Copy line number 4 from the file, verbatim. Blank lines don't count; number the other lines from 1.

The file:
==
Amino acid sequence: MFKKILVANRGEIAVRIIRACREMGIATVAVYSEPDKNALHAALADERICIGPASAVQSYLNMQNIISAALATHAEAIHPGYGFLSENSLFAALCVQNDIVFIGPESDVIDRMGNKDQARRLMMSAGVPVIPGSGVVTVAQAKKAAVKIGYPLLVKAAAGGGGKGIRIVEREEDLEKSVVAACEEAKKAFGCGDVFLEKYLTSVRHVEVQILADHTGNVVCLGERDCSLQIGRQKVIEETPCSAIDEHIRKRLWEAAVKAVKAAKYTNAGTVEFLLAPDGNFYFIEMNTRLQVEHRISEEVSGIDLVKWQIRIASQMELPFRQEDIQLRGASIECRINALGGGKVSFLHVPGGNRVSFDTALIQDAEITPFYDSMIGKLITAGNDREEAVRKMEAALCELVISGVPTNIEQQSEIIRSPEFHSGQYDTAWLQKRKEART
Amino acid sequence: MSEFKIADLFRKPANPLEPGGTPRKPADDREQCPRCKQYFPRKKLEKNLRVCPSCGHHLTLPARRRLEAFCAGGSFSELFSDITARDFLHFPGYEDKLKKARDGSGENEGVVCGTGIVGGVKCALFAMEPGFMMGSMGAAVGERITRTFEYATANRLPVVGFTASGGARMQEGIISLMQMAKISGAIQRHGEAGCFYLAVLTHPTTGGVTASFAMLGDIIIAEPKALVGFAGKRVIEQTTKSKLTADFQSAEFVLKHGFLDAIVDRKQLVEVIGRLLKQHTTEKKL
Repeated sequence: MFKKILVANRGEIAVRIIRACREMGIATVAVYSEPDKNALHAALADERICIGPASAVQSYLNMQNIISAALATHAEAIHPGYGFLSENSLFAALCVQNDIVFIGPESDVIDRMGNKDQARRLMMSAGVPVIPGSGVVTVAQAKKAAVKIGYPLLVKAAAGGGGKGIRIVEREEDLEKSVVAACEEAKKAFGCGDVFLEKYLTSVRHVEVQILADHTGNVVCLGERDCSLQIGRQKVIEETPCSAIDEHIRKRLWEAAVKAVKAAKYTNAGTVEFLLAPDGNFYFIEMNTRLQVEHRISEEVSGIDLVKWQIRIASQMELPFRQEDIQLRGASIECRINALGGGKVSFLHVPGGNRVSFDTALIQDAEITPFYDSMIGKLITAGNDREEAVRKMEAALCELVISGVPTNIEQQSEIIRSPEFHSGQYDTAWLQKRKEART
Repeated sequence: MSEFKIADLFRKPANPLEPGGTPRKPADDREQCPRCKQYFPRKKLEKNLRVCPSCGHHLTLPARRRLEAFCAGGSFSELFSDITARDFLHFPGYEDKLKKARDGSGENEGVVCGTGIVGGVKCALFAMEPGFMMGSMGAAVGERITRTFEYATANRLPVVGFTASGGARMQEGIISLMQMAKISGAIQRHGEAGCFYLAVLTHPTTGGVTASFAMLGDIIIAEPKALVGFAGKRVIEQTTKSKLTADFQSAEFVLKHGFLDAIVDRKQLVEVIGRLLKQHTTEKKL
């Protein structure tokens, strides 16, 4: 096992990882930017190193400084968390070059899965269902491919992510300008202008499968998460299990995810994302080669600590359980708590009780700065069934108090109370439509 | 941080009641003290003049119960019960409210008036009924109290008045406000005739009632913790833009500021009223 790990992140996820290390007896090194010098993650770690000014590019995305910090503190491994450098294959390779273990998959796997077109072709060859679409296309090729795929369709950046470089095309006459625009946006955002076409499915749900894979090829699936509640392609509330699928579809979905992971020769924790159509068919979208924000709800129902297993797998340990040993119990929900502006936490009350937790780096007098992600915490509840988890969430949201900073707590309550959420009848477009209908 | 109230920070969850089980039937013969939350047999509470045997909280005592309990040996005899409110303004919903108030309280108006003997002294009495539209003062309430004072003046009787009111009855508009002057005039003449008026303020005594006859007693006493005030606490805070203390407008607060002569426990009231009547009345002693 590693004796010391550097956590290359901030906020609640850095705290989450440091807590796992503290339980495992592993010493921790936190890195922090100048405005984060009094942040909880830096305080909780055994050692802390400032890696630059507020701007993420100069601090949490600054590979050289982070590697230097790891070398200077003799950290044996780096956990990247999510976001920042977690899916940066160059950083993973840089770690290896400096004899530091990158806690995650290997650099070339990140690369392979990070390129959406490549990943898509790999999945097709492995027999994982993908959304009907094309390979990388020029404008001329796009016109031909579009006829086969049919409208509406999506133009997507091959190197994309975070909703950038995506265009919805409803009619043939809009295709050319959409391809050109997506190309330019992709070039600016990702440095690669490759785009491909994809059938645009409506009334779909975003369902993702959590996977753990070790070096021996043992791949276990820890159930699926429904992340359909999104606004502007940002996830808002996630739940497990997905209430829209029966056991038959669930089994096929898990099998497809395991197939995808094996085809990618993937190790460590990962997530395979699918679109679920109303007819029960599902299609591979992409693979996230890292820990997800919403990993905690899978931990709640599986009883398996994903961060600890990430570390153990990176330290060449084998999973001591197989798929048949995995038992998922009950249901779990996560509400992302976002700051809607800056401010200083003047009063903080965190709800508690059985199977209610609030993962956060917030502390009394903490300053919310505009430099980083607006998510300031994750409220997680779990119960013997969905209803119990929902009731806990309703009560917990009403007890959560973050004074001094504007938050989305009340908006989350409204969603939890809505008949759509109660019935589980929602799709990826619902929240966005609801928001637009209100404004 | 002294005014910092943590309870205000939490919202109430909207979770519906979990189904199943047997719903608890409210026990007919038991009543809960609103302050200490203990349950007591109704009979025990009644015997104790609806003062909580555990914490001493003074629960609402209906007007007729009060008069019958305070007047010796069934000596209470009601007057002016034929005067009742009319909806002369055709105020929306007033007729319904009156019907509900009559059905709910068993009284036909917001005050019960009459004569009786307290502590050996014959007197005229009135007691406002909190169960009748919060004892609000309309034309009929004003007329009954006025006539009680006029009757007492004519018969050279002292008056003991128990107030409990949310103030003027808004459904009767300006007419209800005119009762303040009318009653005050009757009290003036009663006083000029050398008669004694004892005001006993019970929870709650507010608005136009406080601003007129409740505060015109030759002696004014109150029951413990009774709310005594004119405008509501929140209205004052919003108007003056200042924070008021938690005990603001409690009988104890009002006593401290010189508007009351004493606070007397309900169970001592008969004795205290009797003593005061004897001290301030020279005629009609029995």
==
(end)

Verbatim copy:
Repeated sequence: MSEFKIADLFRKPANPLEPGGTPRKPADDREQCPRCKQYFPRKKLEKNLRVCPSCGHHLTLPARRRLEAFCAGGSFSELFSDITARDFLHFPGYEDKLKKARDGSGENEGVVCGTGIVGGVKCALFAMEPGFMMGSMGAAVGERITRTFEYATANRLPVVGFTASGGARMQEGIISLMQMAKISGAIQRHGEAGCFYLAVLTHPTTGGVTASFAMLGDIIIAEPKALVGFAGKRVIEQTTKSKLTADFQSAEFVLKHGFLDAIVDRKQLVEVIGRLLKQHTTEKKL